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Effects of Conflict and Knowledge-Processing Strategy on Conceptual Change



This study examined students' active roles in constructing knowledge when learning new information in the domain of biological evolution. A computer-based connectionist methodology was developed to provide a way to present students with new information while the experimenter provides probe statements congruent with or contradictory to the student's beliefs. Fifty-four students in grade 9 and 54 students in grade 12 each participated in 1 of the following 4 conditions: (1) individual-assimilation; (2) individual-conflict; (3) peer-assimilation; and (4) peer-conflict. Pretests and posttests and protocol analysis identified knowledge changes and knowledge processing activity. Path analysis suggested that only strategy exerts a strong direct effect on conceptual change and mediates the effects of age, prior knowledge, and conflict. Protocol analysis showed that students using a direct assimilation approach could use different strategies to assimilate contradictory information even though it represented something quite different from what they believed. The peer interaction condition did not produce significant effects in fostering conceptual change, although there were indications that group effects on conceptual change were greater for older students in the conflict condition. A table showing hypothetical inputs representing students' beliefs in each of the four conceptions and the corresponding weight activations generated by the network is appended, and five figures illustrate student processing. A 26-item list of references is included. (SLD)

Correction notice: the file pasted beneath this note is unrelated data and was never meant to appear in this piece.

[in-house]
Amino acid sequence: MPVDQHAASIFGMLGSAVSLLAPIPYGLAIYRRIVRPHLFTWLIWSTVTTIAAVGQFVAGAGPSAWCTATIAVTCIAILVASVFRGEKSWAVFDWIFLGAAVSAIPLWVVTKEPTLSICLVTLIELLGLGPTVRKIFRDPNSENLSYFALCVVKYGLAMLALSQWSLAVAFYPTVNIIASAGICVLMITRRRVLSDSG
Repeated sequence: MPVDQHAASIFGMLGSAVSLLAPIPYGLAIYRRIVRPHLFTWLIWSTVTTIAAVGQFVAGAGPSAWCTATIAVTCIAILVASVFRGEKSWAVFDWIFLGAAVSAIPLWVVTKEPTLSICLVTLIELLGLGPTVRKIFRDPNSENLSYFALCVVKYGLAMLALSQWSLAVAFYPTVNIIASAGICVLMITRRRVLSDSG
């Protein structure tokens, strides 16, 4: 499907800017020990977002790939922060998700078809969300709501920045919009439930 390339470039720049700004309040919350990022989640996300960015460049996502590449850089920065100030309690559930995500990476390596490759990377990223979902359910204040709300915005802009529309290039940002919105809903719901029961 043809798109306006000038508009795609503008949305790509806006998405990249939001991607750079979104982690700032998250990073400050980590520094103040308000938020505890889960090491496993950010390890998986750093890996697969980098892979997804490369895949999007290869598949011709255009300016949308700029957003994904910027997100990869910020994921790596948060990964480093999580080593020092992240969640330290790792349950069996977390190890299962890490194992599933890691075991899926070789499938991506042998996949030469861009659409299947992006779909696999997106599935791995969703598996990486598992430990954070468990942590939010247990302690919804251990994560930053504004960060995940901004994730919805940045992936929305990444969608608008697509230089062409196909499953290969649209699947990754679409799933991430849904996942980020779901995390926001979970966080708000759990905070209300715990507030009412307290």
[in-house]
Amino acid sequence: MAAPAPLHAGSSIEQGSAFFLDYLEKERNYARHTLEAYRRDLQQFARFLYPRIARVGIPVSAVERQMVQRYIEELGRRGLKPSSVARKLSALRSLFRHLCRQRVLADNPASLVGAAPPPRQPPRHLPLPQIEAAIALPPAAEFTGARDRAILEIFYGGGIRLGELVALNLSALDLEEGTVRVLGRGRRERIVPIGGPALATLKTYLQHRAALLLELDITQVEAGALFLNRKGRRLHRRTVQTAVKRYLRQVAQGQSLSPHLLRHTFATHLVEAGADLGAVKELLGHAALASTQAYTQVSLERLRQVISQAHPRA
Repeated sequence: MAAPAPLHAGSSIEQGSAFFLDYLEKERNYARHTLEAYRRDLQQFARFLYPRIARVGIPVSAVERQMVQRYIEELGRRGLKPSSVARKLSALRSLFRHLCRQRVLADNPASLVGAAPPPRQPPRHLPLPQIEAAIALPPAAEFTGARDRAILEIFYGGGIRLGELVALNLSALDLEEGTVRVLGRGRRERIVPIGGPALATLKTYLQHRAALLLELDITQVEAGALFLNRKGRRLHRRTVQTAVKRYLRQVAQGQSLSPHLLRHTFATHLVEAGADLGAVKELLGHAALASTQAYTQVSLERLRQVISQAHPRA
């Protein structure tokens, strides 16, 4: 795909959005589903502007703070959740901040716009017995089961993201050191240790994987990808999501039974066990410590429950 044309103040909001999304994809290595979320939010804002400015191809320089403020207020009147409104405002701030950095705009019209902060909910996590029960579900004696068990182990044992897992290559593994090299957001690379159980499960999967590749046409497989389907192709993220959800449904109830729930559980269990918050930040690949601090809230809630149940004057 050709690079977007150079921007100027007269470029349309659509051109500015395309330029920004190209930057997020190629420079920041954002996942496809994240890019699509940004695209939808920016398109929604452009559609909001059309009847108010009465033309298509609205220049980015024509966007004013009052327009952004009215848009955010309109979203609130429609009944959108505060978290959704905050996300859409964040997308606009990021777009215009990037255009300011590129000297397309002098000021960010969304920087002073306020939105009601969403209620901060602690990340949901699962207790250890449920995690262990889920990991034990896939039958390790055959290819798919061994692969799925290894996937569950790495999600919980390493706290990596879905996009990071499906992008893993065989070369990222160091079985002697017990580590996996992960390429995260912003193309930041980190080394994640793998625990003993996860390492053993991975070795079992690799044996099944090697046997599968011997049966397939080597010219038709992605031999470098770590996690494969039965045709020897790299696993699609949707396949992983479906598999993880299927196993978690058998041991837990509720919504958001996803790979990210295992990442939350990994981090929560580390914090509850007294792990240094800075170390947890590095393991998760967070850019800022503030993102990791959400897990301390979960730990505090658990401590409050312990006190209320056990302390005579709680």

Chan, C. & Bereiter, C. Effects of Conflict and Knowledge-Processing Strategy on Conceptual Change. Retrieved May 6, 2021 from .

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